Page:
It goes without saying; the world is no longer the same. The simplest interactions of yesterday are no more. It is safe to assume that all ages and demographics have been touched by these severe lifestyle changes. Sadly, the young and recent graduates are a demographic that has been greatly impacted by the current pandemic.
I have a friend with two elementary school-aged boys. The other day, the boys woke up and requested that their mother pack their lunches in lunch boxes. She complied and they proceeded to get dressed (like a typical school day), put on their backpacks, and then sit on the tire swing in their backyard. They sat for most of the morning. I share this story to emphasize that children (young and old) miss the mundane of their “old lives”. It is hard to fathom there will be no proms or graduations this spring. Moreover, there have been numerous canceled elementary school field days and fifth-grade graduations to celebrate the passage into middle school. It is like our kids have had a chapter ripped out of the book that tells their story. More importantly, their new realities are filled with social distancing, school closures, and a lot of fear. As parents and guardians, it is easy to feel helpless as to the best ways to help our kids cope. We need to strive to help this demographic of the population to adopt the recent societal changes and thrive despite the road ahead.
As we enter this season of adjusting to a new normal, the following are some ways that might ease the transition.
If you or your child/loved one is navigating the new normal
- Delay major changes or decisions, unless absolutely necessary. It is important to keep your environments both familiar and nurturing. This leads to healing and comfort, even if the situation does not feel that way at first.
- Find a sounding board. Maintain personal piece and preserve mental health by identifying a safe person to express yourself to. Whether you open up to a friend, partner, or mental health professional, just do it. Reach out and reach out often.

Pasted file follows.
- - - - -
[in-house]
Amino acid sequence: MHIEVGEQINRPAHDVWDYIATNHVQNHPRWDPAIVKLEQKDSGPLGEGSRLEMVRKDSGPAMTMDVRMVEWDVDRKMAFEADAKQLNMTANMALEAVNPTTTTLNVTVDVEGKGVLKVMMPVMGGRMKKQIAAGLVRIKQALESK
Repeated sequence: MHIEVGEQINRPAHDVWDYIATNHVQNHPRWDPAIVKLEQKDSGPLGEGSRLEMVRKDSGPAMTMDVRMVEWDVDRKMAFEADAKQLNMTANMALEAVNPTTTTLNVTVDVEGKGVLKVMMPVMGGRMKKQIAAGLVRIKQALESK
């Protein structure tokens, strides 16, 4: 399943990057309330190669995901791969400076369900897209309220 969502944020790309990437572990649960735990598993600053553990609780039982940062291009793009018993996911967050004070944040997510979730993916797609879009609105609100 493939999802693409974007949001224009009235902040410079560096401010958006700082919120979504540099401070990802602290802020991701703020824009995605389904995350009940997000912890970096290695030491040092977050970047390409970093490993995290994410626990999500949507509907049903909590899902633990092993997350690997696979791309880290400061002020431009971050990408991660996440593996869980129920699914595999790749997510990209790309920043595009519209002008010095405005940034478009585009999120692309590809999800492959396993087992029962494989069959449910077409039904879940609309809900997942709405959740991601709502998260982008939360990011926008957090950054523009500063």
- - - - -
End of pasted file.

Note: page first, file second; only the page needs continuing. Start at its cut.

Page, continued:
- Be kind to yourself. Self-care is pretty essential right now. Positive self-talk is also just as important. Notice the internal dialogue that you engage in. Is it highly negative? Are you constantly getting down yourself for not “doing enough in quarantine”? Assess your self-expectations and gauge whether they are realistic and if you have the mental capacity to take on lofty, unrealistic challenges.
- Give yourself permission to grieve. The world just lost a whole way of being. What was once normal human interaction, is no longer the norm. It is okay to experience or display grief upon this realization. The simple act of going to weekend brunch with your friends or attending a college football game is now a beloved memory. This new reality is vastly different from the one that we have always known, and it is expected to miss what once was.
- Expect personal change.No matter how resistant you are or how hard it has been to adapt, acceptance of this new normal will take hold. As you do, be mindful of how you show personal growth throughout this process and celebrate it!
Helping your child/loved one navigate the new normal
- Allow feelings to be felt. If your child/loved one is struggling with acceptance of the world around them, allow them to feel without trying to fix them or tell them how you would cope.
- Practice patience.Adaptation and abandoning a familiar lifestyle take time.
- Resilience varies in others. We all hold different thresholds for stress or dysregulation. If you are an individual who recovers and adapts more quickly from trauma or life change, do not judge or impart your expectations upon others who are still healing. Acknowledge this difference and offer support until he/she achieves resiliency on their own.
4. Remember that changes cause personal change. Impactful changes, like those incurred by the pandemic, can profoundly change a person. If you have a loved one who is navigating this new normal, please be mindful of the hurdles he/she is overcoming. Also, note that he/she may not be the same person after this major life event.